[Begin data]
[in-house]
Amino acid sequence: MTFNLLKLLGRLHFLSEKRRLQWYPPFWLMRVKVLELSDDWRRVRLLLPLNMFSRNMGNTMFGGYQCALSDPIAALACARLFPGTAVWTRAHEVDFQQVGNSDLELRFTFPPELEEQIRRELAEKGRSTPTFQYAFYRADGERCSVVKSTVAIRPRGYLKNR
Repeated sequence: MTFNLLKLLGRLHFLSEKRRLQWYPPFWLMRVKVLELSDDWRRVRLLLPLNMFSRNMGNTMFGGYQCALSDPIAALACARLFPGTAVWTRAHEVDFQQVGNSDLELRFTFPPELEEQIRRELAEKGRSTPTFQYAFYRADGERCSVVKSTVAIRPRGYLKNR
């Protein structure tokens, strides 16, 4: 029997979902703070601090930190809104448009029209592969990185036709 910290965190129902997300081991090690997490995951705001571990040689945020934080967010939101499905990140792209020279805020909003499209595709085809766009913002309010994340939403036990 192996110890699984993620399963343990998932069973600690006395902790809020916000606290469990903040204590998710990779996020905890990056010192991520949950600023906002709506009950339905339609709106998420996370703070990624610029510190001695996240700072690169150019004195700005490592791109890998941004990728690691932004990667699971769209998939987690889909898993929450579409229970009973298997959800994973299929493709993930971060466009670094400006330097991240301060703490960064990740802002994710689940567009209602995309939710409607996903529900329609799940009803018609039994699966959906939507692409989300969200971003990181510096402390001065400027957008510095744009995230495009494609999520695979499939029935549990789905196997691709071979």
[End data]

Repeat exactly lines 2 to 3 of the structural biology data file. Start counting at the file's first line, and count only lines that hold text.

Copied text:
Amino acid sequence: MTFNLLKLLGRLHFLSEKRRLQWYPPFWLMRVKVLELSDDWRRVRLLLPLNMFSRNMGNTMFGGYQCALSDPIAALACARLFPGTAVWTRAHEVDFQQVGNSDLELRFTFPPELEEQIRRELAEKGRSTPTFQYAFYRADGERCSVVKSTVAIRPRGYLKNR
Repeated sequence: MTFNLLKLLGRLHFLSEKRRLQWYPPFWLMRVKVLELSDDWRRVRLLLPLNMFSRNMGNTMFGGYQCALSDPIAALACARLFPGTAVWTRAHEVDFQQVGNSDLELRFTFPPELEEQIRRELAEKGRSTPTFQYAFYRADGERCSVVKSTVAIRPRGYLKNR